This pup is clearly ready to paddle. (Photo by Joanne Denning)

In addition, the Keys are home to some notable paddling events — including those designed for canine-craving water enthusiasts. MarrVelous Pet Rescues regularly hosts Paddlin’ & Pups events where dog owners and tail-wagging potential adoptees can enjoy time on the boards together cruising the waters of Florida Bay.

The next Paddlin’ & Pups gathering is scheduled for 10:30 a.m. to 12:30 p.m. Sunday, Sept. 7, presented in conjunction with Florida Bay Outfitters (located at mile marker 104 in Key Largo). People can rent paddleboards from Florida Bay Outfitters — with all proceeds benefiting the rescue organization — for the worthwhile Fido-friendly paddle.

From mangrove-lined creeks in Key Largo to secluded coastlines in the remote Dry Tortugas, the Florida Keys and surrounding shallow subtropical waters are ideal for passionate paddlers. Whether traversing on a “downwinder,” practicing on-the-water yoga or cruising with canines, paddleboarding in the Keys means a “doggone” good time.

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Key West: A Helpful “How To”

Steve Smith | September 2014

Where should I stay in Key West? How do I get to Key West? These are the questions I hear most often when I’m on the road promoting the city and the Florida Keys.

The Florida Keys' Overseas Highway bisects the Atlantic Ocean (left) and the Gulf of Mexico on the right. (Photo by Andy Newman, Florida Keys News Bureau)

The Florida Keys’ Overseas Highway leads to Key West, bisecting the Atlantic Ocean (left) and the Gulf of Mexico on the right. (Photo by Andy Newman, Florida Keys News Bureau)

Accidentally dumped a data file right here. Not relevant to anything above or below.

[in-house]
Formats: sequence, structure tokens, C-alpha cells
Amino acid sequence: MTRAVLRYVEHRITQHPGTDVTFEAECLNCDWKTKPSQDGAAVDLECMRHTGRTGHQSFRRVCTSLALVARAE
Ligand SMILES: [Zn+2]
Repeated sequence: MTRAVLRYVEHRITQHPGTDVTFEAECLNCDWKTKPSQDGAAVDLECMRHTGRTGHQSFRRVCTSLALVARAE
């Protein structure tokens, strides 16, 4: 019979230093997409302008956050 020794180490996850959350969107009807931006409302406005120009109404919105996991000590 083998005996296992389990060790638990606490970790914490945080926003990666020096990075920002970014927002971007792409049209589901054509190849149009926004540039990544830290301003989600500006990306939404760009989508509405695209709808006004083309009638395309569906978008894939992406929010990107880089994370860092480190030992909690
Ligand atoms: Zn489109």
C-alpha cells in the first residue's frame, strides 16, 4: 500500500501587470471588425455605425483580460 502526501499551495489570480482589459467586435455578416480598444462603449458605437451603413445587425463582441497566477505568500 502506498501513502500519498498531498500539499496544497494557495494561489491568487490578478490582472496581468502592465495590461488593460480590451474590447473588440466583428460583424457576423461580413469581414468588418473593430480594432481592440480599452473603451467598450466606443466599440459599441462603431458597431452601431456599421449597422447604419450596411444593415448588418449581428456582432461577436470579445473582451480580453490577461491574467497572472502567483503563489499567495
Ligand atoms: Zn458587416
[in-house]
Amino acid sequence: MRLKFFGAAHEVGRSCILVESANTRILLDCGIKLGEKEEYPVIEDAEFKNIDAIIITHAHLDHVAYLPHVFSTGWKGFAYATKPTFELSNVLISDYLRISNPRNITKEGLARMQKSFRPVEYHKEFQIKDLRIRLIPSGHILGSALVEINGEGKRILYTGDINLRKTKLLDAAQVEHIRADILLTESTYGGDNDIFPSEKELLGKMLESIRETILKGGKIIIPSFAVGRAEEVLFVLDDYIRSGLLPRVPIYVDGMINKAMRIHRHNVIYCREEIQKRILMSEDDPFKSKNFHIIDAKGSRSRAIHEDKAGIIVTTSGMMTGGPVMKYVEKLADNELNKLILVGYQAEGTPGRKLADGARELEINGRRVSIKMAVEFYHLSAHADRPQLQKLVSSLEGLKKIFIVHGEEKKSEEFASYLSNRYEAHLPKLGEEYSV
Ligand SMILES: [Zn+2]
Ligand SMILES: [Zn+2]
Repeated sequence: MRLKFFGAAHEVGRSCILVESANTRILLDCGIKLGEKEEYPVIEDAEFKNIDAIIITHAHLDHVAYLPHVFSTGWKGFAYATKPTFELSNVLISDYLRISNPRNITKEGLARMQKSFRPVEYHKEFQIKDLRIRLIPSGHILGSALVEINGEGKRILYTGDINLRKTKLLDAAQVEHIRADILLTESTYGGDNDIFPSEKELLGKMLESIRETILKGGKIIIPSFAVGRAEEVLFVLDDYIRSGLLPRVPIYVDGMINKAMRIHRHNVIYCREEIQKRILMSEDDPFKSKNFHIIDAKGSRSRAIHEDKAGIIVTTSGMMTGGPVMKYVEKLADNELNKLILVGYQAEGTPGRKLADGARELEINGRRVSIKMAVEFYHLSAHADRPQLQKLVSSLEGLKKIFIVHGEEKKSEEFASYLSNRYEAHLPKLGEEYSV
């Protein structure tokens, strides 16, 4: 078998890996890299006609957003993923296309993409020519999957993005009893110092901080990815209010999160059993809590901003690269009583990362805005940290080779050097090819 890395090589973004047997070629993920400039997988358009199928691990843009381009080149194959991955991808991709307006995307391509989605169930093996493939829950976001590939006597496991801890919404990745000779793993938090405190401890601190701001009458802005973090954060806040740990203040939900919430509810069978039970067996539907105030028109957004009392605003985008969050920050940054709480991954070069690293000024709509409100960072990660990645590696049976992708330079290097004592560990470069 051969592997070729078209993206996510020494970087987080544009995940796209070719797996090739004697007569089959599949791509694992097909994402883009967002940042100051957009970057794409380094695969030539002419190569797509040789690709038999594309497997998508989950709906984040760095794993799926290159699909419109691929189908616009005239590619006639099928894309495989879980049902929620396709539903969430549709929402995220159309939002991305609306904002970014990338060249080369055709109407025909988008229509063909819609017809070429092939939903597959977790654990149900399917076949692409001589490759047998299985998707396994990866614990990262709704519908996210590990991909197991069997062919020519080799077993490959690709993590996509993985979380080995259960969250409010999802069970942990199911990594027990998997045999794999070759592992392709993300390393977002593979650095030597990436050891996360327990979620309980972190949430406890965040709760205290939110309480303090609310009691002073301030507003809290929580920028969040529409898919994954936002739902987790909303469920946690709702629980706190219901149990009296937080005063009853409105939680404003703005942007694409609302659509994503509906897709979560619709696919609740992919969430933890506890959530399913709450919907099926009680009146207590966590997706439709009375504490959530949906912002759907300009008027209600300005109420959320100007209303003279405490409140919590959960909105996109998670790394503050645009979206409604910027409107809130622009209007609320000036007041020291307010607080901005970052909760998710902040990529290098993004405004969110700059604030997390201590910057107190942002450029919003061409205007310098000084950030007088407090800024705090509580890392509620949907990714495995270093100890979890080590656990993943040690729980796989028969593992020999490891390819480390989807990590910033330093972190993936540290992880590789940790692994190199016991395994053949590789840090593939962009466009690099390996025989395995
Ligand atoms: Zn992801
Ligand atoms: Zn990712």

In fact, many people don’t realize that Key West is an island at the end of U.S. Highway 1 — closer to Cuba than the mainland United States. Long known as a “gay Mecca,” the city of Key West proudly adopted “One Human Family” as its official philosophy in 2000 — a move soon followed by Monroe County, which encompasses the entire Florida Keys island chain. Recognizing that all people are created equal, the entire destination is renowned for its welcoming and accepting attitude.

Getting to Key West is a treat whether you drive or fly. Major airlines fly into Key West International Airport from several connecting cities. For example, Delta connects through Atlanta and offers direct service from New York La Guardia during the winter, American Airlines connects through Miami, and United connects through Tampa, Fort Myers, Orlando, and Fort Lauderdale with its regional carrier Silver.

Visitors driving to Key West travel the scenic Overseas Highway, a ribbon of roadway that includes 42 bridges — one of them nearly seven miles long — with sparkling blue water on both sides. You might consider flying into Miami, renting a car to drive over the water, and flying home from the Key West airport when your vacation has ended.